The University of Utah is buying coveted property downtown. Here’s how much it’s spending and where it’s going.

The state’s flagship school hopes to have a presence in the heart of Salt Lake City in what’s being called a “migration downtown.”

The University of Utah passed “Go” this week and landed on a coveted spot of property it plans to buy in downtown Salt Lake City.

The space known as City Centre sits along 400 South across from City Library, City Hall and the railroad (or, as it’s referred to off the Monopoly board, the TRAX line).

It will cost $38 million in real money — though it will be paid out of existing university resources, without a request for new taxpayer funds, according to the school. The board of trustees for the state’s flagship school gave its final approval for the purchase Tuesday; the deal is expected to close by the end of July.

The main goal is to expand the university’s presence with a high-profile location in the heart of the city. The early renderings shown in a presentation to trustees Tuesday featured giant, red block-letter Us at the top of the brick façade.

The U.’s Chief Real Estate Officer John Creer described it as “prime visibility.”

“We’re going to start to build a downtown presence,” he added, “at a location that’s a little more prominent.”

The U. moved fast to nab the place, finishing the first required compliance report in mid-February and putting in the offer roughly four months later.

The property has a 10-story building on the edge of 200 East and both an underground parking lot and an adjacent surface-level one that’s on the State Street side.

The building, first constructed in 1986 and renovated since then, will start as a way for the U. to consolidate the handful of smaller business offices it currently either owns (seven properties) or leases (four properties) that are spread throughout downtown — from the Gateway on 400 West to the Business Services Building on 500 East.

The longest of the existing leases runs through 2031. The U. hopes it can wrap those up and cut the annual expense once staff move into the new building. As for the properties it owns, the school hasn’t decided yet what it will do with each of those; it might sell them or rework what the spaces are used for.

“It’ll free up some of these other sites to look at,” Creer said.

(University of Utah) The University of Utah announced on Tuesday, June 11, 2024, that it plans to buy a downtown building to expand its presence in Salt Lake City.

But, beyond office space, the U. hopes to use the building for classes, too, as part of a “migration downtown” for its campus. Currently, the school sits on the east bench of the city, off to the side in what many really see as its own separate town in ways.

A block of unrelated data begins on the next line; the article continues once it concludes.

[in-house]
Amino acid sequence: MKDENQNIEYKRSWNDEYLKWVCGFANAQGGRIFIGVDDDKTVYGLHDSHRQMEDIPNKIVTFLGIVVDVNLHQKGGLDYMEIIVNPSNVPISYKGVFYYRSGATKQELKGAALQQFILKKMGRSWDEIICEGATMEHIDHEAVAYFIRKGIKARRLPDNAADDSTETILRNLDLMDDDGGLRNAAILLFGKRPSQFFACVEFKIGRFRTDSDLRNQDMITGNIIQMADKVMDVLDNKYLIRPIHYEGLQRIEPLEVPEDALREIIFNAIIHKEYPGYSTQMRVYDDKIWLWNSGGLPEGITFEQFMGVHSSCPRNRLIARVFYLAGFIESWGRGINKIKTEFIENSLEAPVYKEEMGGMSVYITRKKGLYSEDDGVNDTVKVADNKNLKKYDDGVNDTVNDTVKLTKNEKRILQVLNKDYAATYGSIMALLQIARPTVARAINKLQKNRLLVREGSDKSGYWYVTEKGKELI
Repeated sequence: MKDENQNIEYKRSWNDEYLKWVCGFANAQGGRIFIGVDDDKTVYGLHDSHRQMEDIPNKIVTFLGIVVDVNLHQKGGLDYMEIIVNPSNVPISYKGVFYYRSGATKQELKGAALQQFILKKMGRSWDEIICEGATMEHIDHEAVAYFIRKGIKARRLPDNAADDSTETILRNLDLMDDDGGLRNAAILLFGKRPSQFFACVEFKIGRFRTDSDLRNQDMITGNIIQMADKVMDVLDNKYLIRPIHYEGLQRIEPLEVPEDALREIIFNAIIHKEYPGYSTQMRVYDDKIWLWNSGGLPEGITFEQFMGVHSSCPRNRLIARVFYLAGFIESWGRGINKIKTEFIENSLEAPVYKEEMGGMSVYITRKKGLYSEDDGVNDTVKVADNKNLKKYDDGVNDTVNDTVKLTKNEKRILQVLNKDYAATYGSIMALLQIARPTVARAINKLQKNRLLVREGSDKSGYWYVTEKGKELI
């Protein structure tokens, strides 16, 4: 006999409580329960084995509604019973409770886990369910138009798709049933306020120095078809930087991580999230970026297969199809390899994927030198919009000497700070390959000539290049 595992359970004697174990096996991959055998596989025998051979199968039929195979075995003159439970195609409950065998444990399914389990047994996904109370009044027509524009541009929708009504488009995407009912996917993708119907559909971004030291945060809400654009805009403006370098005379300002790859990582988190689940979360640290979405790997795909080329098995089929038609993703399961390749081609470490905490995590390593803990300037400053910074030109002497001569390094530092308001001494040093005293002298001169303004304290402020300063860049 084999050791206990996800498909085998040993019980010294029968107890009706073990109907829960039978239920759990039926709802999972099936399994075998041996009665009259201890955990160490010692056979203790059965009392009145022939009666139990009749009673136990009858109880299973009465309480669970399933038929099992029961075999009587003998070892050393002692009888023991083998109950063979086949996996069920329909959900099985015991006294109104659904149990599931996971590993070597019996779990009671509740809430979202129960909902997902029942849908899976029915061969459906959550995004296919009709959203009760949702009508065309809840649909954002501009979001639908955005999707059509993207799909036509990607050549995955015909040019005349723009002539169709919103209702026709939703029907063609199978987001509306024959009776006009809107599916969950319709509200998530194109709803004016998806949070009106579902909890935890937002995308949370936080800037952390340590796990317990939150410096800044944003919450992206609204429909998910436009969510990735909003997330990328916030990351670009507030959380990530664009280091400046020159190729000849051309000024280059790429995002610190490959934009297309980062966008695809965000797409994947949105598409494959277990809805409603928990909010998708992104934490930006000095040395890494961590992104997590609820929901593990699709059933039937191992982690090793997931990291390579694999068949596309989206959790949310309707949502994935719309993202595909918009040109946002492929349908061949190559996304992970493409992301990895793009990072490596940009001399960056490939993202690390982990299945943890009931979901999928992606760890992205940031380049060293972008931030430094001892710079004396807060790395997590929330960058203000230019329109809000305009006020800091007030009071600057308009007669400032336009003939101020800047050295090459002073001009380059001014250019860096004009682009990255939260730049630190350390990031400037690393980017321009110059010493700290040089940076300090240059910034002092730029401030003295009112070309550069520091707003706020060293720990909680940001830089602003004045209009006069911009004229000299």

By comparison, New York University’s campus is really integrated into the city itself. The U. hopes to get closer to that setup by finding ways to meld its main campus with downtown.

The red TRAX line that will be in front of the new building also connects up the school, which is three to four stops away, and will help with commuting between the locations.

The hope is that the space could ultimately house gaming students, with the U.’s program for that expanding and becoming one of the top-ranked in the nation. And the design of the building will help — it was first constructed to house Cellular One, which later became AT&T, and then later had some local gaming companies. So much of the infrastructure inside is already set up for that kind of work.

It’ll be years before that vision is completely carried out, Creer said. As the school is still imagining what it can do with the space, it will continue to lease space inside to companies already housed there — which take up about half of the inside square footage at the moment — such as Planet Fitness.

The other half of the business that had been in the building recently left, according to a new release from the U., which the school said pressured the owner of the building to sell for a low price. The property previously sold for more than $70 million in a past transaction before the U. got it at roughly half the price.

“This building was constructed really well and probably has 40 to 50 years of life left in it,” said Steve Price, a member of the U.’s board of trustees, during Tuesday’s meeting. “It’s just a great building and a great location.”

The board of trustees said getting the space with 238,805 square feet means spending $159 per square foot. To construct a new building on campus, according to the board, it would cost $400 per square foot.

There will be additional costs, though, to renovate the building, Creer noted, with “a few million” currently estimated to update some features inside.

The U. might also use the surface-level parking space, which is about 1.8 acres, next to the current building to construct a new structure, adding cost.

Creer said right now it is all fair (board) game.